YOU!: Fix the US Energy Crisis

 Quote by RuiMonteiro I certanly am not ignoring thorium or how technology will evolve through the years. What i'm saying is that those reports are very speculative (also including the last links provided), it's easy to see that. And regarding proven and estimated uranium resources the main problem is not their physical limitation but their economical limitation, as the uranium price starts to get higher (and it will also suffer peaks of high cost due to many unpredictable factors) it won't automatically increase the investment on new technology to make use of other type of high cost uranium resources. This is what is happening with oil. With a current elevated oil price no one is investing on new technlogy to extract other un-familiar and abudant types of oil resources, simply because there are many factors involved, it's not that linear. I'm not saying this on what i assume because i'm not an economist but i'm saying this based on reputed economists and not some malthusian theory from the 18th century.
Those new technologies are less speculative than those required for a hydrogen economy or for other power sources. There have already been functioning breeder and thorium reactors.

And in contrast to oil, uranium is ubiquitous in nature. There will not be a sudden decrease as when large oil fields deplete. Just a slow conversion to minerals with lower concentration of uranium.

Regarding uranium price, if it increases, it will greatly increase available resources without have a large effect on final energy price.
 The fuel's contribution to the overall cost of the electricity produced is relatively small, so even a large fuel price escalation will have relatively little effect. For instance, a doubling of the 2002 U3O8 price would increase the fuel cost for a light water reactor by 30% and the electricity cost about 7% (whereas doubling the gas price would add 70% to the price of electricity).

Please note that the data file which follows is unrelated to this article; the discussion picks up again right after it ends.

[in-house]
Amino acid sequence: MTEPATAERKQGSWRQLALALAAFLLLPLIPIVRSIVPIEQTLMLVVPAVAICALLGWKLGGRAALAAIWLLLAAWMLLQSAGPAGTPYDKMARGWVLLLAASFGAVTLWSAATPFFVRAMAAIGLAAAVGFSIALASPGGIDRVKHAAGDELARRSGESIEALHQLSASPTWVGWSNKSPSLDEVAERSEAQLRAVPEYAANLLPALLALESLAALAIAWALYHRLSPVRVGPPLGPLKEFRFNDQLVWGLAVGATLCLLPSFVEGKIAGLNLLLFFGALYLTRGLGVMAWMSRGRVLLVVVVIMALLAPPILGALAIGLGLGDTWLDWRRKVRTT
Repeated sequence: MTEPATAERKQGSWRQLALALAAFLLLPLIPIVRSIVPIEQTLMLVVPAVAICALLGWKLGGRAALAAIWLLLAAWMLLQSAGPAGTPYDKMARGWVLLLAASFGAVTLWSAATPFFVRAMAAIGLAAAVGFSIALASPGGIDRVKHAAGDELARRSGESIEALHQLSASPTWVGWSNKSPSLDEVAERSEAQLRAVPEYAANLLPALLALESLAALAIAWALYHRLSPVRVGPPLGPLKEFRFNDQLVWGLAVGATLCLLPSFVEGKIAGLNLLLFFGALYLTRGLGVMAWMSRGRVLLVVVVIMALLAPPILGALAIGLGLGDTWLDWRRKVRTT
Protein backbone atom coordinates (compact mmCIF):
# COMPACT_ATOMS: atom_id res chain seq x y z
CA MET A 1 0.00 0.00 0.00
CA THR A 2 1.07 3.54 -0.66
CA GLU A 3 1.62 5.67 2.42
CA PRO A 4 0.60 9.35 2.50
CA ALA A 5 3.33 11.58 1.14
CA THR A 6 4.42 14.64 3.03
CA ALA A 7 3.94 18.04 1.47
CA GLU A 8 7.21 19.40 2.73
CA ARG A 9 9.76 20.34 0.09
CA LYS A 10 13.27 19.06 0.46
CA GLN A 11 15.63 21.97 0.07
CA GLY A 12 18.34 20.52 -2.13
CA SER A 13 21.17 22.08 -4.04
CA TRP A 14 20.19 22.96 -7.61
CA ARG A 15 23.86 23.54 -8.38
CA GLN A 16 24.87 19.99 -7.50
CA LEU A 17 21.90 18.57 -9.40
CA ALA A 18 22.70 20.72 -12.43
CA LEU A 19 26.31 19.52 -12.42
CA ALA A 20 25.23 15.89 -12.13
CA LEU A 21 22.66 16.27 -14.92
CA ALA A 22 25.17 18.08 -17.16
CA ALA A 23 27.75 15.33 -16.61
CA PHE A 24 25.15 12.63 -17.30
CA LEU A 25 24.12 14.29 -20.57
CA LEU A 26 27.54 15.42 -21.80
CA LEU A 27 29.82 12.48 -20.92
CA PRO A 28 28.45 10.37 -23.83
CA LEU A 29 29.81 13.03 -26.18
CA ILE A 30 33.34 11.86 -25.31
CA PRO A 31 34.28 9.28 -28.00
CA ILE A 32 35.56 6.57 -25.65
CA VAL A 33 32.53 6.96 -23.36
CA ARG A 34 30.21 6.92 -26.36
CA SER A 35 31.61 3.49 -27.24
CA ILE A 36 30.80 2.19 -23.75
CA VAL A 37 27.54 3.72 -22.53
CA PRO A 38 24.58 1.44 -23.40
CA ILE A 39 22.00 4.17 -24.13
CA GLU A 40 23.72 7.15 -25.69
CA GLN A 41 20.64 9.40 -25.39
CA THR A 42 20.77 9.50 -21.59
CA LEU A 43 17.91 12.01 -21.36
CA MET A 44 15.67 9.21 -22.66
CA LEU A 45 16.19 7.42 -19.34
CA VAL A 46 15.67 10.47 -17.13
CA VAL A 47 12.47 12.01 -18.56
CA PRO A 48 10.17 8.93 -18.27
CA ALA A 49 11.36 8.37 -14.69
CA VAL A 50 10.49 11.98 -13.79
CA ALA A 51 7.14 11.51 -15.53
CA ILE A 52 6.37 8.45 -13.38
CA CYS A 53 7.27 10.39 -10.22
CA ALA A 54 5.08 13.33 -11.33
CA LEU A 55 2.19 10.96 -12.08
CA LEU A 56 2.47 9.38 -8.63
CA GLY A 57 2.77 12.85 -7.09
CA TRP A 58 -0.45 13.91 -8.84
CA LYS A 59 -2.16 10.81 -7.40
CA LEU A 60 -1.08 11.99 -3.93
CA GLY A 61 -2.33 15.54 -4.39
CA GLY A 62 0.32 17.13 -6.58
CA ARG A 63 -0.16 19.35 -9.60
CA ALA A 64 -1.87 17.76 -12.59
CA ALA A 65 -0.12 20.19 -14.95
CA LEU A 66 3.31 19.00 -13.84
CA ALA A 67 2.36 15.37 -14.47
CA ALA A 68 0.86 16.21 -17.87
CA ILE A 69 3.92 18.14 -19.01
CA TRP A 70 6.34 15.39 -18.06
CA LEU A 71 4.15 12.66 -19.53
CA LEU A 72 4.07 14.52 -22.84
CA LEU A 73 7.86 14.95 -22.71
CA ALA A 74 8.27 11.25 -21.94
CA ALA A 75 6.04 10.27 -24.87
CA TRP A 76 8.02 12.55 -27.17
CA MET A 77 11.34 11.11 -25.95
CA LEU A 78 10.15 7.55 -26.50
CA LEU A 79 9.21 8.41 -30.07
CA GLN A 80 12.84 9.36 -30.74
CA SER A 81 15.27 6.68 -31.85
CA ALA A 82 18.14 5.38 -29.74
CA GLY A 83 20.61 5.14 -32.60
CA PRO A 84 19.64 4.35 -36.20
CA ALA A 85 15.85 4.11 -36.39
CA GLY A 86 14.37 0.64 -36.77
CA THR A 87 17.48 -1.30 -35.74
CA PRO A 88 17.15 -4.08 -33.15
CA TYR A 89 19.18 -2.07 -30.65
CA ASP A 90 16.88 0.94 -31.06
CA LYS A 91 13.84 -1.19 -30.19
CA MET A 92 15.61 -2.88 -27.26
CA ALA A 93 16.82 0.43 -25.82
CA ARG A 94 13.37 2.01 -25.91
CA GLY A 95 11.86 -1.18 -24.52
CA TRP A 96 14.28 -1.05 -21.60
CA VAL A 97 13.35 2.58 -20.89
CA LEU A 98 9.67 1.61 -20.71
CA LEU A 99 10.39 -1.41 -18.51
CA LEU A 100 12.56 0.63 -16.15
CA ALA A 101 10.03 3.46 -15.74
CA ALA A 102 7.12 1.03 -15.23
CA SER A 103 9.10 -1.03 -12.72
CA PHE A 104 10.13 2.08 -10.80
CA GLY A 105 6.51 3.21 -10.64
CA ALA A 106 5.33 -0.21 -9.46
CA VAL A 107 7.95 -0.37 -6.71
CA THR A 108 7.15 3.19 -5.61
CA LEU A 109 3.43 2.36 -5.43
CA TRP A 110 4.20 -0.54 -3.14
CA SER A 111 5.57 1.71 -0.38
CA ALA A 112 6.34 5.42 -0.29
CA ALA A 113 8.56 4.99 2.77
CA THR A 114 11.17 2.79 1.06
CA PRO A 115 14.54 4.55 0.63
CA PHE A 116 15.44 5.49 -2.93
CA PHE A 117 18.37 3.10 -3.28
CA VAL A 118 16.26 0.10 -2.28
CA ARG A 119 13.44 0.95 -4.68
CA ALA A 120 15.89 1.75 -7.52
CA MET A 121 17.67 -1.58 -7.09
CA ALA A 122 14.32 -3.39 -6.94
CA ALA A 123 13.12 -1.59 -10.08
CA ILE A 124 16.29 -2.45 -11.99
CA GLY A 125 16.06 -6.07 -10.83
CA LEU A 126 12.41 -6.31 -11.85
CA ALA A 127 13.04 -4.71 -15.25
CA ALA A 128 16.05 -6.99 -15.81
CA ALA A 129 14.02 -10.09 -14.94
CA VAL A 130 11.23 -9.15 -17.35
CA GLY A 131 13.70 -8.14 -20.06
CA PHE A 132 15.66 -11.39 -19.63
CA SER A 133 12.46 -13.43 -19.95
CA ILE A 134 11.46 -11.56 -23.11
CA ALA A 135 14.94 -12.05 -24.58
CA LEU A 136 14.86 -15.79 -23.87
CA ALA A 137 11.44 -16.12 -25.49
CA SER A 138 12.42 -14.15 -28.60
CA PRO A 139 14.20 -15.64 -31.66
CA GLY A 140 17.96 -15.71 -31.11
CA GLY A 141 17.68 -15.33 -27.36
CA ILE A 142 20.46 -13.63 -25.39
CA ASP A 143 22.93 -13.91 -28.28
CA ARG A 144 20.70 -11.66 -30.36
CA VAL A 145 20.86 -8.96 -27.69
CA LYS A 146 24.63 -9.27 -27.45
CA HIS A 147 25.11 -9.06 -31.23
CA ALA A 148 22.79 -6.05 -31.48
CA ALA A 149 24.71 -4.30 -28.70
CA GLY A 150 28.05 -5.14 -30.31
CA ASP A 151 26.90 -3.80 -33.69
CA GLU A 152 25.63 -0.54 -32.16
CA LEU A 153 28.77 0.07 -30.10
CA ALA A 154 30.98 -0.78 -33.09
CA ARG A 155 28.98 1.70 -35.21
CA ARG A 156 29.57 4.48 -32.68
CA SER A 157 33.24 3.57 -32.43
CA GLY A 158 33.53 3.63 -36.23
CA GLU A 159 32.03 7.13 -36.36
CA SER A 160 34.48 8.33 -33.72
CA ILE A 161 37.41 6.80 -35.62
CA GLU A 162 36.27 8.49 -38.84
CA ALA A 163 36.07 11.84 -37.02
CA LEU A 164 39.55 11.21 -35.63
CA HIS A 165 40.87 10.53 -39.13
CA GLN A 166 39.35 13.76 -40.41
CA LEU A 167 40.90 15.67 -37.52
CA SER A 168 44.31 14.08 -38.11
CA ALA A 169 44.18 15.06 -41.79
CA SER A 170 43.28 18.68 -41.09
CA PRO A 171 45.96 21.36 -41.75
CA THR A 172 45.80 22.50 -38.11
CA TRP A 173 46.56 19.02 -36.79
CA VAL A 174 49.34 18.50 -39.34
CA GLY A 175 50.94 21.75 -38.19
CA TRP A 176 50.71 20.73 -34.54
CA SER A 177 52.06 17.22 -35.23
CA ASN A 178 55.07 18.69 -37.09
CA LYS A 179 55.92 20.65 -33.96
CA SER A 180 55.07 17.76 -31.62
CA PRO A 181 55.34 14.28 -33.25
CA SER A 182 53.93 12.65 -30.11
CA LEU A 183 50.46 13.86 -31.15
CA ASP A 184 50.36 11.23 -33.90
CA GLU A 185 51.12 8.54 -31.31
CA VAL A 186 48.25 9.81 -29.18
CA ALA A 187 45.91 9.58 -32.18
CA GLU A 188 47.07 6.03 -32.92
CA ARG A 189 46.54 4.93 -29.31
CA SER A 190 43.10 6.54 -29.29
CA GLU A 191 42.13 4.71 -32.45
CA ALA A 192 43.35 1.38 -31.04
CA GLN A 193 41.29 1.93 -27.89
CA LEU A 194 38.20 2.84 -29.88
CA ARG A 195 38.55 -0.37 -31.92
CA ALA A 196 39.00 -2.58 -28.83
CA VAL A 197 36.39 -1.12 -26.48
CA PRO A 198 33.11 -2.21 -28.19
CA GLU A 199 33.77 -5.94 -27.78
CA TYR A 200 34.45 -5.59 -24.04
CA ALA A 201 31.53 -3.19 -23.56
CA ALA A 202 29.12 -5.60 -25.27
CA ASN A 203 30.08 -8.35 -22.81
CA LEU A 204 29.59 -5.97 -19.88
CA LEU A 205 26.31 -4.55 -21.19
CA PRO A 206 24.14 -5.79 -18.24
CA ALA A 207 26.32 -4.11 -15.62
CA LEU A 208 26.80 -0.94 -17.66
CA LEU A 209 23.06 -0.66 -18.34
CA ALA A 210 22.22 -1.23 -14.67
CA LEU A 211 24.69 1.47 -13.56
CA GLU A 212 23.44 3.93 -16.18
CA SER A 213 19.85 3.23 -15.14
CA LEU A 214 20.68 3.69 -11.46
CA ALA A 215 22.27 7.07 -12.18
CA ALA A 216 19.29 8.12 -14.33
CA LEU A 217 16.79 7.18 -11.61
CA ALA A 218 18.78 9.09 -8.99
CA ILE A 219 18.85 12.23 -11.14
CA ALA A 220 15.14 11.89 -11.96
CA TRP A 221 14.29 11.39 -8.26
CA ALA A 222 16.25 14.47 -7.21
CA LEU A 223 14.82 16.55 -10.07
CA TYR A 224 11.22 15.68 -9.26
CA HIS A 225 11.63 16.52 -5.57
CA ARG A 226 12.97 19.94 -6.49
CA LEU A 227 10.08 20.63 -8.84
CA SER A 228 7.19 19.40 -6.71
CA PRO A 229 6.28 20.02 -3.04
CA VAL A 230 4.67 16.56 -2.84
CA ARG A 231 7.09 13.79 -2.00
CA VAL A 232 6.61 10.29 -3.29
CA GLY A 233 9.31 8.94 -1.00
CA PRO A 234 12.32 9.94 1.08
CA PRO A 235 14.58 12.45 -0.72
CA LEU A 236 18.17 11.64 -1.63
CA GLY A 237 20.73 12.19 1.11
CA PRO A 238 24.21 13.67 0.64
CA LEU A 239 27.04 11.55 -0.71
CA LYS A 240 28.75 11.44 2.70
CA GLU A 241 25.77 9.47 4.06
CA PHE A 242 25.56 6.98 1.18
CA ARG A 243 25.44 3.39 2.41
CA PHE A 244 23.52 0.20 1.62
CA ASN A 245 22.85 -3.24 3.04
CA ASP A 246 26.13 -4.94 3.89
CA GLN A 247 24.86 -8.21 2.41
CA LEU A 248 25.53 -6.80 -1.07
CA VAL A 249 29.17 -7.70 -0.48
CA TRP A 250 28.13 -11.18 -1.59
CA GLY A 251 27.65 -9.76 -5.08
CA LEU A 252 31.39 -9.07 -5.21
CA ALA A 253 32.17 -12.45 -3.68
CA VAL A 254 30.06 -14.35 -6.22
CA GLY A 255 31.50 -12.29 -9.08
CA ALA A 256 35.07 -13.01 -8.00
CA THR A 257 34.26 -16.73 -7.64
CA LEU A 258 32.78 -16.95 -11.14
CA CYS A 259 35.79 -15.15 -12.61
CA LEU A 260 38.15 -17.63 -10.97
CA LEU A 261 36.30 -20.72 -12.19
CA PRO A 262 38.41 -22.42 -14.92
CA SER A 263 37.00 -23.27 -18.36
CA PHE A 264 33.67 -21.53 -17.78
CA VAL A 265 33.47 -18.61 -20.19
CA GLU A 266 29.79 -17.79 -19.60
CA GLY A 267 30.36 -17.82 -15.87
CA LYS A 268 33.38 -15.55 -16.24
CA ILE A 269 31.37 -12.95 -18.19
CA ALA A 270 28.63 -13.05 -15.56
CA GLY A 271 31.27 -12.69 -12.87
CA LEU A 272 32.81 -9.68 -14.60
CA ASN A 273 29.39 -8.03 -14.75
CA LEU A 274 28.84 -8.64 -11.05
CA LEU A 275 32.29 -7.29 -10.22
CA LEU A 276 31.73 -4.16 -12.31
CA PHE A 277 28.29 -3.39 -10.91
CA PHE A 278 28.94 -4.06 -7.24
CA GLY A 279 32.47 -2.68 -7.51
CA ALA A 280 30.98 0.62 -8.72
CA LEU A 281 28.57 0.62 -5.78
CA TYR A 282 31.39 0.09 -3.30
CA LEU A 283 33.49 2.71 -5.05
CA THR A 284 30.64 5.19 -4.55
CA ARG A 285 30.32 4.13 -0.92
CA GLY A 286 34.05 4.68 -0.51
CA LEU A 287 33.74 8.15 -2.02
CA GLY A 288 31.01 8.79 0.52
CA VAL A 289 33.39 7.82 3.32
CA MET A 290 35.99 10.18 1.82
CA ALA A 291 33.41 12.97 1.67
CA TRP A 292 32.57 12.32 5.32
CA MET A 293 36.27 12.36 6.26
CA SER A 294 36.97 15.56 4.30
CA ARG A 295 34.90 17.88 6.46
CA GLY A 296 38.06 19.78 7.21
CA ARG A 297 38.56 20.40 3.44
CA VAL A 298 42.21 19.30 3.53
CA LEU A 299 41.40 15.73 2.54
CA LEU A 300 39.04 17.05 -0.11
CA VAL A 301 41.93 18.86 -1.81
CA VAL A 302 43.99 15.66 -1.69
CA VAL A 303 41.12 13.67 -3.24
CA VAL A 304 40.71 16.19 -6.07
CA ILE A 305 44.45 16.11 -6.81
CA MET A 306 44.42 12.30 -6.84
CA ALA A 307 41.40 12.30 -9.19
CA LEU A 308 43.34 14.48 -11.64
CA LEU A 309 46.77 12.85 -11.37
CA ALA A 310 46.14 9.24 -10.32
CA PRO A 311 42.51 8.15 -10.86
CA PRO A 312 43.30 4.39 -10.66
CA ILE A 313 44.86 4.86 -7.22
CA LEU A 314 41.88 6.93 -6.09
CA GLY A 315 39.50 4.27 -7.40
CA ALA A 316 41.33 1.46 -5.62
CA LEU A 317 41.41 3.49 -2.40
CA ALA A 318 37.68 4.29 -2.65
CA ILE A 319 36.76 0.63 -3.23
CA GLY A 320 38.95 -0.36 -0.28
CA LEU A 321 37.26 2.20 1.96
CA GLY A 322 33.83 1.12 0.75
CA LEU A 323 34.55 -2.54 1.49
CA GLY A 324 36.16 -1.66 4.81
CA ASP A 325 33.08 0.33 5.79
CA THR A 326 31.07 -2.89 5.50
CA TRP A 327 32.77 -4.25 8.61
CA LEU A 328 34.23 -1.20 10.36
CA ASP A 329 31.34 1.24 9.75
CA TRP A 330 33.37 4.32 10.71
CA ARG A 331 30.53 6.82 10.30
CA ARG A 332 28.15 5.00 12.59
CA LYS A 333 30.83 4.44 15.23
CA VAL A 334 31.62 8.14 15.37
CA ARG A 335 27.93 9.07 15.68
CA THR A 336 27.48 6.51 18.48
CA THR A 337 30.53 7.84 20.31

http://www.world-nuclear.org/info/inf02.htm

Recognitions:
 Quote by russ_watters Could you be more specific as to what the program said, Cliff_J - I studied the TMI incident in school and the conclusion I drew is that the incident shows how safe nuclear power is.

Sure, here's what I remember.

General maintenence ends up causing something to go wrong. Ok, no big problems.

Pressure builds up and a safety vent allows excess pressure to escape. Still no problem.

Safety vent sticks but light in control room goes out as computer merely tells them the signal was sent and not the position of the valve. The pressure drops allowing more coolant to evaporate and temperature rises.

Somewhere in the operator training to never let the reactor "go solid" by completely filling with water and the vibrating pumps from low water level the operators drop the control rods and completely shut off flow of water.

Designers are unreachable by phone, NRC is unable to get in as only one phone line exists and all they get are busy signals.

Power company lies to NRC and public (repeatedely) and downplays extent of problem (no idea on timing here, memory fuzzy). The lies told here seem to be only one step shy of the Soviet government's intial lies about Cherynobl but I digress.

Designers of reactor finally get through and tell operators to turn on water, forget the "go solid" or not just get some water in there to get temperature down. Temp gauges only go to 700F but reactor is at 4000F and reaches china syndrome at 5000F and has been sitting without coolant for 15 hours. Estimates are that 30-60 mins more without coolant would have been threshold for meltdown.

Carter sends out a direct person from NRC to run the show, finds that now the long running reaction has filled containment room with lots of H2 that could easily explode. Some NRC people thinks its nearly critical, others think its days away. Carter flies out and makes on-site visit since he trusts his man and has experience with nuclear subs in navy. Later NRC people find mistake in calculations and find H2 is days away from critical.

One person tries to go in and finds water inside reactor that is to be pure is actually green and bubbling, holding a beaker of it for a few minutes would have killed him and that he measured 10,000 REMs which they said was a lot. Nothing besides robots has gone into building since.

So here is my short list of issues I compiled from the show:

- Poor training where 'go solid' was placed above meltdown